Male (as depicted in the Tales of Beedle the Bard)
Elder Wand (formerly)
To take people to the afterlife
- "And Death spoke to them."
- —The Tale of the Three Brothers
Death was a character used by Beedle the Bard in his famous tales. In this story, he was the one who witnessed the three Peverell brothers defy him by successfully crossing a deadly and dangerous river using magic. He was upset because he could not take them for his own, so he offered to give each brother an artefact of great power. The Peverell brothers chose the Elder Wand, Resurrection Stone, and the Cloak of Invisibility. These items later became known as the Deathly Hallows.
- "He pretended to congratulate the three brothers upon their magic, and said that each had earned a prize for having been clever enough to evade him."
- —Hermione Granger reading the Tales of Beedle the Bard[src]
Death is a minor antagonist featured in the last of The Tales of Beedle the Bard, The Tale of the Three Brothers. In the story, the three Peverell brothers (Antioch, Cadmus, and Ignotus) are featured out travelling the world, when at twilight they came to a treacherous river, one that had been known to claim many lives when attempting to cross it. The Peverells, who were powerful wizards, merely whipped out their wands and created a bridge out of thin air, and casually began to cross the river, when they were met by a black hooded figure midway across, blocking their path.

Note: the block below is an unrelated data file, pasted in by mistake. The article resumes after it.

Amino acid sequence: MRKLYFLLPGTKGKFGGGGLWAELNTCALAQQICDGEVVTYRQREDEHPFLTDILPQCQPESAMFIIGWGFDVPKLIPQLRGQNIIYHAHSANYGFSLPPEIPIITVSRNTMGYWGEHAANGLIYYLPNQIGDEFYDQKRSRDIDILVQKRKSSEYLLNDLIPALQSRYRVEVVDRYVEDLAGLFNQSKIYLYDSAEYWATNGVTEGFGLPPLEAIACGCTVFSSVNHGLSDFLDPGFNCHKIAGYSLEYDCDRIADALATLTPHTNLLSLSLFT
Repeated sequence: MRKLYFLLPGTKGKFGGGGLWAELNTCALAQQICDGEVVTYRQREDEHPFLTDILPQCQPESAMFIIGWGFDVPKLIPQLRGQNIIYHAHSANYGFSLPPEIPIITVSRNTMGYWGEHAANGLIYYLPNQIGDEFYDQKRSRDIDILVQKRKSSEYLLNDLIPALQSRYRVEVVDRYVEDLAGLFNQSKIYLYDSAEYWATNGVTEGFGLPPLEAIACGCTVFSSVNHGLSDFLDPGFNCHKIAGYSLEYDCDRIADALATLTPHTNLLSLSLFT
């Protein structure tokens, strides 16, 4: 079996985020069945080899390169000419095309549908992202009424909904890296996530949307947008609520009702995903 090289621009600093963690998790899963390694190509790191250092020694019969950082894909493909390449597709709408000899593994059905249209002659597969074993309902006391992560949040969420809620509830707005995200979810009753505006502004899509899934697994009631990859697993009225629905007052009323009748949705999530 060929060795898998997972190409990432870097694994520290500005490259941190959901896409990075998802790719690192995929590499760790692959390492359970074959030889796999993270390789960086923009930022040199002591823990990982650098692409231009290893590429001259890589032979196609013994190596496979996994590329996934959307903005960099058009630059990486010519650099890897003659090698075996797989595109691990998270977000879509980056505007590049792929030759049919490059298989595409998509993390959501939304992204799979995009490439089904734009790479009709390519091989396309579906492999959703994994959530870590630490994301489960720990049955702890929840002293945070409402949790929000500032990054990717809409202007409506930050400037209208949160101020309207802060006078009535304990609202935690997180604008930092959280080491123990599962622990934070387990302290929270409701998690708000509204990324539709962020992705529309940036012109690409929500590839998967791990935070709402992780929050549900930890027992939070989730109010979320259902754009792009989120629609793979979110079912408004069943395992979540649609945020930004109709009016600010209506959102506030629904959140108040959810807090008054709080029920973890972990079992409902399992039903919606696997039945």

This figure was none other than Death himself, who is outraged that he has been cheated out of new victims, due to their magical abilities, and enqually enraged that he cannot take them as his own. But Death was cunning and pretended to congratulate the brothers on being powerful enough to elude him, before offering each of them a prize for their skill. When Death made it clear that he would not let the brothers pass across the bridge without him fulfilling each of their personal desires, the wizarding siblings decided to go along with Death's offer, but each for different motives and reasons. Death proceeded to give the Elder Wand, the Resurrection Stone, and the Cloak of Invisibility to each of the brothers, a collection of items that would come to be known in time as the Deathly Hallows.
Secretly each of these objects was part of an elaborate scheme devised by Death to reclaim each of the brothers as his own. Indeed, as the story progressed, each of the brothers in turn lost his life at the indirect hands of his own gift (Antioch being murdered due to the lust created by the Elder Wand, and Cadmus having committed suicide upon seeing the Resurrection Stone's limitations), restoring to Death's clutches two of his victims.
However, the Cloak of Invisibility enabled Ignotus to elude Death for a good many years, and finally when he had reached a ripe old age and lived a happy, long life, he took off the Cloak, gave it to his son, and departed the "mortal coil" with Death as an old friend, but on his own terms and not those of Death.